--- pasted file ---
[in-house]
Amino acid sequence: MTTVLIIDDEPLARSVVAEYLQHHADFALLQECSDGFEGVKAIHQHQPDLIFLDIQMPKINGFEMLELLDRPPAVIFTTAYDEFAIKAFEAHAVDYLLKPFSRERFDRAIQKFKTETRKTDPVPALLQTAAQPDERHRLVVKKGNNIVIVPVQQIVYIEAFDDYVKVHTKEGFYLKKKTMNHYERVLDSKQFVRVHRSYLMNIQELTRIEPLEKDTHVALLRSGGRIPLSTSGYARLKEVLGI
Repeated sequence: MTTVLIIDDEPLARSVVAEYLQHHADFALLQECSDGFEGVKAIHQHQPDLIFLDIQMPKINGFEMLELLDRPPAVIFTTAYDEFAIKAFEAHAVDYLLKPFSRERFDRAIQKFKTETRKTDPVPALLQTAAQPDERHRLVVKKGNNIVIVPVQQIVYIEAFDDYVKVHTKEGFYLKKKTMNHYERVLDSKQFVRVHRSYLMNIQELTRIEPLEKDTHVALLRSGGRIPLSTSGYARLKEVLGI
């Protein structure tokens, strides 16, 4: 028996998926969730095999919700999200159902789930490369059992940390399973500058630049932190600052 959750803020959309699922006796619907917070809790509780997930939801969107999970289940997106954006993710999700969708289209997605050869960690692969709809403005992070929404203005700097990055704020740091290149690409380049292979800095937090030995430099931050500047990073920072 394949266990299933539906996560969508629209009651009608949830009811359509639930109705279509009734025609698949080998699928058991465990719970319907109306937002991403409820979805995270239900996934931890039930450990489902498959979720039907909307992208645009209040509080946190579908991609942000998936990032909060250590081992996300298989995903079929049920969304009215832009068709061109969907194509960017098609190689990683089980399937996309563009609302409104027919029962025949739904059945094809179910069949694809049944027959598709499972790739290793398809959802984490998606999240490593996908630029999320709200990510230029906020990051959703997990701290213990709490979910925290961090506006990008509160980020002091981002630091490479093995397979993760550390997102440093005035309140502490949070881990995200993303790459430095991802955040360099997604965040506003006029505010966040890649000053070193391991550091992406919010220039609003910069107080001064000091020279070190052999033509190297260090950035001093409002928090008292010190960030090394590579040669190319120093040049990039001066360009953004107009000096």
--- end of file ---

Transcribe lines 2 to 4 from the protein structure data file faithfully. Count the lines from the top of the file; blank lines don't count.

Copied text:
Amino acid sequence: MTTVLIIDDEPLARSVVAEYLQHHADFALLQECSDGFEGVKAIHQHQPDLIFLDIQMPKINGFEMLELLDRPPAVIFTTAYDEFAIKAFEAHAVDYLLKPFSRERFDRAIQKFKTETRKTDPVPALLQTAAQPDERHRLVVKKGNNIVIVPVQQIVYIEAFDDYVKVHTKEGFYLKKKTMNHYERVLDSKQFVRVHRSYLMNIQELTRIEPLEKDTHVALLRSGGRIPLSTSGYARLKEVLGI
Repeated sequence: MTTVLIIDDEPLARSVVAEYLQHHADFALLQECSDGFEGVKAIHQHQPDLIFLDIQMPKINGFEMLELLDRPPAVIFTTAYDEFAIKAFEAHAVDYLLKPFSRERFDRAIQKFKTETRKTDPVPALLQTAAQPDERHRLVVKKGNNIVIVPVQQIVYIEAFDDYVKVHTKEGFYLKKKTMNHYERVLDSKQFVRVHRSYLMNIQELTRIEPLEKDTHVALLRSGGRIPLSTSGYARLKEVLGI
């Protein structure tokens, strides 16, 4: 028996998926969730095999919700999200159902789930490369059992940390399973500058630049932190600052 959750803020959309699922006796619907917070809790509780997930939801969107999970289940997106954006993710999700969708289209997605050869960690692969709809403005992070929404203005700097990055704020740091290149690409380049292979800095937090030995430099931050500047990073920072 394949266990299933539906996560969508629209009651009608949830009811359509639930109705279509009734025609698949080998699928058991465990719970319907109306937002991403409820979805995270239900996934931890039930450990489902498959979720039907909307992208645009209040509080946190579908991609942000998936990032909060250590081992996300298989995903079929049920969304009215832009068709061109969907194509960017098609190689990683089980399937996309563009609302409104027919029962025949739904059945094809179910069949694809049944027959598709499972790739290793398809959802984490998606999240490593996908630029999320709200990510230029906020990051959703997990701290213990709490979910925290961090506006990008509160980020002091981002630091490479093995397979993760550390997102440093005035309140502490949070881990995200993303790459430095991802955040360099997604965040506003006029505010966040890649000053070193391991550091992406919010220039609003910069107080001064000091020279070190052999033509190297260090950035001093409002928090008292010190960030090394590579040669190319120093040049990039001066360009953004107009000096």